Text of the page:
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-   -   Snow Plowing Tips and Tricks ?? (https://www.ford-trucks.com/forums/426794-snow-plowing-tips-and-tricks.html)

Katmandu 11-04-2005 10:07 PM

Snow Plowing Tips and Tricks ??
 
Have anymore tips for a person just starting out in the Snow Plow business ?? 1-man operation here focusing on small jobs (for now)!

What are the basics to know for Snow Plowing ? :-huh

How much do you Charge ?? :-huh

Any advice/tips would be GREATLY Appreciated !!

jroehl 11-05-2005 08:29 AM

I don't personally plow much (I help a friend out on occasion), but I can tell you this:

Get dual batteries. Low speeds in parking lots with lots of power draw running the hydraulic pumps = dead battery. A second one helps you get through a job and back on the road to get your batteries charged.
Charge for your time and your equipment. Around here, that's about $25-30/hr for you, and that much again for your truck, for a total of about $50-60/hr.
Save for a new transmission. You'll need a new one sooner than you think.

Jason

1956MarkII 11-05-2005 08:39 AM

1) Don't get into the snow-plowing business. I've seen more people try it and fail. If there's nothing I can say to change your mind, then proceed to number 2.

2) Take your time, don't rush the job, especially with residential jobs. You can lose any profit you made by spending the spring fixing the damage you did to the edges of their precious gardens. Post stakes along the edge of the driveway so you know where the pavement ends and the lawn begins.

3) Most plow businesses today charge a combination of flat rate and fee-per-plow. For example, $300 for the season, and that gets the customer 15 plows. If they exceed 15 plows, then it's $40 per plow after that, which seems the fairest way to do it for both contractor and customer. You'll have to adjust the $ amounts to your local area, I just used those as examples.

4) If you don't have a taste for Starbucks, develop one. You'll need coffee that strong to keep you awake throughout the night. And you will be up a lot of nights; people want their driveway clear when they leave for work in the morning, not excuses why it didn't get done.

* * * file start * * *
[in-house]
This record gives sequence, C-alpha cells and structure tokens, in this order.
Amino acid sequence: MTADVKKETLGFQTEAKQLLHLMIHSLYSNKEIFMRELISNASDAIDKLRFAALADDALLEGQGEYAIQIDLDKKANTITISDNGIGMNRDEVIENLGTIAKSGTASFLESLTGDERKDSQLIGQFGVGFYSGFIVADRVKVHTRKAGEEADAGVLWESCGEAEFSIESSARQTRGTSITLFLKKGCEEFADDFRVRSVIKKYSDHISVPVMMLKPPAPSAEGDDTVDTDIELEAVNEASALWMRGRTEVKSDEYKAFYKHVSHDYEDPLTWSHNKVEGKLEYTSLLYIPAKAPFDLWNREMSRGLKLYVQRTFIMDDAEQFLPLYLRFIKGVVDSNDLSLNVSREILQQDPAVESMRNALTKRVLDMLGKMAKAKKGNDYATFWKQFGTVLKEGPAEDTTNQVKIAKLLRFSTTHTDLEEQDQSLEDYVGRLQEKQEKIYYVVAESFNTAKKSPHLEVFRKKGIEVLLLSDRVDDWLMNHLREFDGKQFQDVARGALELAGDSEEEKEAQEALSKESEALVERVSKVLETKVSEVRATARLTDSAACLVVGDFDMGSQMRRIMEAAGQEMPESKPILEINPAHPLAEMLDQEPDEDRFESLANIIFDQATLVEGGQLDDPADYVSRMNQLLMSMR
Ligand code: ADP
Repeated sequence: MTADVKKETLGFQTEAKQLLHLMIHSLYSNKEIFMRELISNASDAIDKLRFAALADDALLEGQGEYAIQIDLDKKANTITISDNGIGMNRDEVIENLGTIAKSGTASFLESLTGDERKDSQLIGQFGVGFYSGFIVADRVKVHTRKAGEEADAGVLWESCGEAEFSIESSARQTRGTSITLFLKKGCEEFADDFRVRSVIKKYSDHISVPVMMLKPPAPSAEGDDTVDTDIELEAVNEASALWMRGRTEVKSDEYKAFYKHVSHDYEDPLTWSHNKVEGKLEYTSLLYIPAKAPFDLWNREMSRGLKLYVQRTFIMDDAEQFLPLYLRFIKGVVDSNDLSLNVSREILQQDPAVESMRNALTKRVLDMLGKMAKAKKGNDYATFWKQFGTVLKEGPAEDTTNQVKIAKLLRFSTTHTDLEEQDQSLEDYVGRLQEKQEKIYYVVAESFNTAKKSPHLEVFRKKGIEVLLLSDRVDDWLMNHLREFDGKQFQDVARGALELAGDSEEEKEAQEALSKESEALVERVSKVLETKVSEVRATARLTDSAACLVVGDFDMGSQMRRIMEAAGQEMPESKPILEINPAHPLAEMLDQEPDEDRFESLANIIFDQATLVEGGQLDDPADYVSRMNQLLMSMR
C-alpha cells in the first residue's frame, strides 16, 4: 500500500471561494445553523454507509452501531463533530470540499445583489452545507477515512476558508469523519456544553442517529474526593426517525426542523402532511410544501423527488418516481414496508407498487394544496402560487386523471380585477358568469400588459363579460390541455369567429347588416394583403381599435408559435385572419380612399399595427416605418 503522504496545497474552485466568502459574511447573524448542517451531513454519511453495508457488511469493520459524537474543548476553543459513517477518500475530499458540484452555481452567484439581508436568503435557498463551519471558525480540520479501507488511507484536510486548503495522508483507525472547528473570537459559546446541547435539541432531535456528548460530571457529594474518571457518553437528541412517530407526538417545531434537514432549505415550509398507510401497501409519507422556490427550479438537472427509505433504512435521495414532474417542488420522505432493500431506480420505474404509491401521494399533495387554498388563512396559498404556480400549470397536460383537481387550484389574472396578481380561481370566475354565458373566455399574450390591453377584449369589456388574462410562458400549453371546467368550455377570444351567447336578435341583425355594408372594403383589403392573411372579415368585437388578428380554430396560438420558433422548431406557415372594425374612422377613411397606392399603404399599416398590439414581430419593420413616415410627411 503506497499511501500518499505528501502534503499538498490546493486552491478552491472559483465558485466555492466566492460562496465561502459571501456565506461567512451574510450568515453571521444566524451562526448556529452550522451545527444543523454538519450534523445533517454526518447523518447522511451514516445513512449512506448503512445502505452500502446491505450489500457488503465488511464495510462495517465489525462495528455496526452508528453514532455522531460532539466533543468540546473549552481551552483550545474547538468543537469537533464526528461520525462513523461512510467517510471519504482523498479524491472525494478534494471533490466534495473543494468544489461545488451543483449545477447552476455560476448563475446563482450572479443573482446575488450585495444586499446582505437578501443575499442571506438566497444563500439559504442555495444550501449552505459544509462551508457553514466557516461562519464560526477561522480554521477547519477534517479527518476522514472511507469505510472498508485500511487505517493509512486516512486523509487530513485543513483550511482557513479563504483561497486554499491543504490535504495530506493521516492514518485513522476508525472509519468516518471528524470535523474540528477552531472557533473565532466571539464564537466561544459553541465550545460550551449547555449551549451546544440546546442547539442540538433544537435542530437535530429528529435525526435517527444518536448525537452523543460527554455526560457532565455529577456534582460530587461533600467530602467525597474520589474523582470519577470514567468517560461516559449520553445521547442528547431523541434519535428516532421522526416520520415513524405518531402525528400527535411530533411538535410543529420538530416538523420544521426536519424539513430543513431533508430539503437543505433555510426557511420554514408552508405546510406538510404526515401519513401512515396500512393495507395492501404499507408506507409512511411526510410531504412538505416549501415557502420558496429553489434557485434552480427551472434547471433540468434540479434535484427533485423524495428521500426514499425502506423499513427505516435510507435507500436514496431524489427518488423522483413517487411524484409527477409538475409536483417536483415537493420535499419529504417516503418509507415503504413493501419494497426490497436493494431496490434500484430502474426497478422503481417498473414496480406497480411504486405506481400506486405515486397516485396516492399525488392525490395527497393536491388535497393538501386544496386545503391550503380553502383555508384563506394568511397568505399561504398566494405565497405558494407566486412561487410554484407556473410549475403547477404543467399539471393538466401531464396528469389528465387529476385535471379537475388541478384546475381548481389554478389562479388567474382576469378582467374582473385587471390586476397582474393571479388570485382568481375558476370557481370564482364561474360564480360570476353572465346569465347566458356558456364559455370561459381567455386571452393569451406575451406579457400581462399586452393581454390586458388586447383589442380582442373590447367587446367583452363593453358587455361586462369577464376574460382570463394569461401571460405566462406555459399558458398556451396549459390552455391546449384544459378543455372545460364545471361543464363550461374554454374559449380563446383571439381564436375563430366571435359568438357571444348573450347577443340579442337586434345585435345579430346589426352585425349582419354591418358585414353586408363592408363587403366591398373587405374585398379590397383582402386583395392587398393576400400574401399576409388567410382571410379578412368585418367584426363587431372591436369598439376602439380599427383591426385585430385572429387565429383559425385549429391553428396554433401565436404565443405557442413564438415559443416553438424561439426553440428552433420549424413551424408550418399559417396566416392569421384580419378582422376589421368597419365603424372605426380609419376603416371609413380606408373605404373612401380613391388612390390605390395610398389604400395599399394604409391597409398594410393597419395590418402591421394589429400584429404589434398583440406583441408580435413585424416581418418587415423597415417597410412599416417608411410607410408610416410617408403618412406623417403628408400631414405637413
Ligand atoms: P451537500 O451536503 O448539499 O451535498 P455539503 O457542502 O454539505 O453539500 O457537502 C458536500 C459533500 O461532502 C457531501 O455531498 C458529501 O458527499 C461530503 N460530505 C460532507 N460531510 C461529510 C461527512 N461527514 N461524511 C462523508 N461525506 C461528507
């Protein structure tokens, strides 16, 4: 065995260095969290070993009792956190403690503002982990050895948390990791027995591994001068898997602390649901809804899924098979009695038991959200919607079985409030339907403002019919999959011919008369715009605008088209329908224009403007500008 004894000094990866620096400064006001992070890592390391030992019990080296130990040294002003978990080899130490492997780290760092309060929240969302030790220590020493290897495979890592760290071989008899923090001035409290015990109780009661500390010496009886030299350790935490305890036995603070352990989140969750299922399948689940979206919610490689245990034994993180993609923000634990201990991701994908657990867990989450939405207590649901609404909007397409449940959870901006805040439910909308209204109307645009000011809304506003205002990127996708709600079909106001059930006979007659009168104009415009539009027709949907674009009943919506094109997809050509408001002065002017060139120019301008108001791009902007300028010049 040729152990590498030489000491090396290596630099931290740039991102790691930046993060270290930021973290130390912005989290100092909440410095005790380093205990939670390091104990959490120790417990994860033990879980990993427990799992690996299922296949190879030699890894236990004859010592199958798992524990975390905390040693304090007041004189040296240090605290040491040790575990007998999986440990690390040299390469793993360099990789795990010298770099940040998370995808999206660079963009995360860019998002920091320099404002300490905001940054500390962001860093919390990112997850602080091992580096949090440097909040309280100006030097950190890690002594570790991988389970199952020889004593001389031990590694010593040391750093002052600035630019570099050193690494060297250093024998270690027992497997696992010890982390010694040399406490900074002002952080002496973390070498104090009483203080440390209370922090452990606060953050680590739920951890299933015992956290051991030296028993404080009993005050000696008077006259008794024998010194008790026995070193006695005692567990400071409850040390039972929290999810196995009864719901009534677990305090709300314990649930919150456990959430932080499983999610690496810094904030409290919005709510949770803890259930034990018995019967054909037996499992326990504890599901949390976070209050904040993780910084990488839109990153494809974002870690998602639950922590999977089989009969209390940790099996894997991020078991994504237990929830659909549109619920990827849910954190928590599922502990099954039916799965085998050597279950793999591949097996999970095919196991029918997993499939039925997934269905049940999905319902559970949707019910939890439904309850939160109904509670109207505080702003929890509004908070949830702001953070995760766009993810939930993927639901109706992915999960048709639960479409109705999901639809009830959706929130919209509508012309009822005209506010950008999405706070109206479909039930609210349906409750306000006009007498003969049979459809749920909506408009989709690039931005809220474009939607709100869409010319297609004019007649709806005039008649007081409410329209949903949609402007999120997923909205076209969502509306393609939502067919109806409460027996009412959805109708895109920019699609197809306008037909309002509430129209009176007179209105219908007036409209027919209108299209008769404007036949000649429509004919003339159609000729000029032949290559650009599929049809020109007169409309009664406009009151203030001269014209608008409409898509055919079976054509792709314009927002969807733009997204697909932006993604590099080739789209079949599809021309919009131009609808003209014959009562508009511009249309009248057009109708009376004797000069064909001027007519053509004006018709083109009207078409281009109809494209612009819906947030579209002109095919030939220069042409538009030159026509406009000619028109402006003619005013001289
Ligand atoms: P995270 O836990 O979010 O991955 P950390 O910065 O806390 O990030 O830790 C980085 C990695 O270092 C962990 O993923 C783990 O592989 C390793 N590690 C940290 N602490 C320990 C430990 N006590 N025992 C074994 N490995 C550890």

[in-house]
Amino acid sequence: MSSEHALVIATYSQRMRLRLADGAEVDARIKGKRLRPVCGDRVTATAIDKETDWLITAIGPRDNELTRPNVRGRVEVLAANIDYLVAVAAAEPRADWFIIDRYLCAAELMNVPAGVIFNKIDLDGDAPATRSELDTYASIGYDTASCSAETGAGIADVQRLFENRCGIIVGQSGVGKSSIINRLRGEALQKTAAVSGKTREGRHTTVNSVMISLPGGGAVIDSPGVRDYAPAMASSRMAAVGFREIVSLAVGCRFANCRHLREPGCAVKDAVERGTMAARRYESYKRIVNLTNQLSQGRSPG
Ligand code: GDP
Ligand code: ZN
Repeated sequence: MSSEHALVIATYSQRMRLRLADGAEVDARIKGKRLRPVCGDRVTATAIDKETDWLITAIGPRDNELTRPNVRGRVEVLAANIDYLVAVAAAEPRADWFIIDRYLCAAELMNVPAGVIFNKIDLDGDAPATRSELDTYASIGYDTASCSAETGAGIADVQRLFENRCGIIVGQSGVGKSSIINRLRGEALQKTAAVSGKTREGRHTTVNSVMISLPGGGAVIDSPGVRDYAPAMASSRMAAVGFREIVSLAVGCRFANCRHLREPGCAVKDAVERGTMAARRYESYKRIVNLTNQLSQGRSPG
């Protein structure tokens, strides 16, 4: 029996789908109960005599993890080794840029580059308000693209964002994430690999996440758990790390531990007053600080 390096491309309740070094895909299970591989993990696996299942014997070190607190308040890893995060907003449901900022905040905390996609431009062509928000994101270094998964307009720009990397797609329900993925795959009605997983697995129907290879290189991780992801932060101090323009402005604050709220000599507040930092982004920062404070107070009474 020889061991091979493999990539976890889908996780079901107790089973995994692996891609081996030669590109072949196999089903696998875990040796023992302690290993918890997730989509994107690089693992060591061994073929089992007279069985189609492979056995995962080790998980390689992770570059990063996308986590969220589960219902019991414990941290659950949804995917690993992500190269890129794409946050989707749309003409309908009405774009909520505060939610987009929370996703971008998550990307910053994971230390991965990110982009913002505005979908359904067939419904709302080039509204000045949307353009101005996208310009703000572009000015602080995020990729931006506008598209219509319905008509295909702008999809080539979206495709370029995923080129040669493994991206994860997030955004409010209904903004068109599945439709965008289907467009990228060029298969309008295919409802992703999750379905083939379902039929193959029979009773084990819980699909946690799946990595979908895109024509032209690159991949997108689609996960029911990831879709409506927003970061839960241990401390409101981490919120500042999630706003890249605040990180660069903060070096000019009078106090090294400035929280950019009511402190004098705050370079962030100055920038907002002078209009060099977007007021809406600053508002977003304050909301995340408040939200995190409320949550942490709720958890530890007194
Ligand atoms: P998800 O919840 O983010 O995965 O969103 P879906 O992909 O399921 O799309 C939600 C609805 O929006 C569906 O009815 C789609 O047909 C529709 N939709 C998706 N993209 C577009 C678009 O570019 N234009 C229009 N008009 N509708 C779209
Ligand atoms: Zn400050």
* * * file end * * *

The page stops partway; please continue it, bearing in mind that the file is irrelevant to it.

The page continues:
Katmandu 11-05-2005 11:28 AM


Originally Posted by 1956MarkII
1) Don't get into the snow-plowing business. I've seen more people try it and fail. If there's nothing I can say to change your mind, then proceed to number 2.

Roger that.

I'm looking at doing this as very P/T income. Most likely charge as "Per Plow" jobs and no Contracts. I already work FT (3rd Shift) as is. I'm looking for some extra income to keep my Hot Rod project moving along. :-X22

What reasons have you seen why people fail at it ?? :-huh

jroehl 11-05-2005 12:23 PM


Originally Posted by Katmandu
What reasons have you seen why people fail at it ?? :-huh

Re-read his answers, numbers 2 and 4.

Third shift doesn't sound very conducive to being even a part-timer. Screw up once and people won't call you again. They don't want to talk to a voice mail or answering machine, either. They want to talk to a person and know that they're next on the list (whether they actually are or not). Contracts ensure that you have regular customers and mean that you can plan on plowing (put your plow on BERFORE the snow gets there) when the snow flies instead of twiddling your thumbs waiting by the phone.

Are you also ready to do sidewalks and such? If not, most will use you once, then find someone willing to do it all.

You have to either do it, or not do it, no in-between stuff. People like good customer service, and will sometimes even pay more for it.

Jason

Katmandu 11-05-2005 07:14 PM


Originally Posted by jroehl
Are you also ready to do sidewalks and such? If not, most will use you once, then find someone willing to do it all.

Jason

Depends on how it pays I suppose.

What's the going rates for sidewalks and salting ?? :-huh

00BlueOvalRanger 11-05-2005 10:17 PM

If you really want to get started in the snow removal business, why not call a couple of 'established' companies in your area (from home) and ask how much THEY charge, because you are 'not-in-the-best-health' (Ahem, ahem) and will be needing YOUR snow removed this year, and you want to compare prices before deciding who you will give your hard earned money to.
:)

My brother-in-law did that, and he under-cut prices by just a few dollars.
He has more grass cutting and snow removal work than you can imagine.

Beast12 11-06-2005 07:54 AM

Here's an idea I just thought of. I am not sure if you already have the equipment and stuff to do plowing but here is an idea.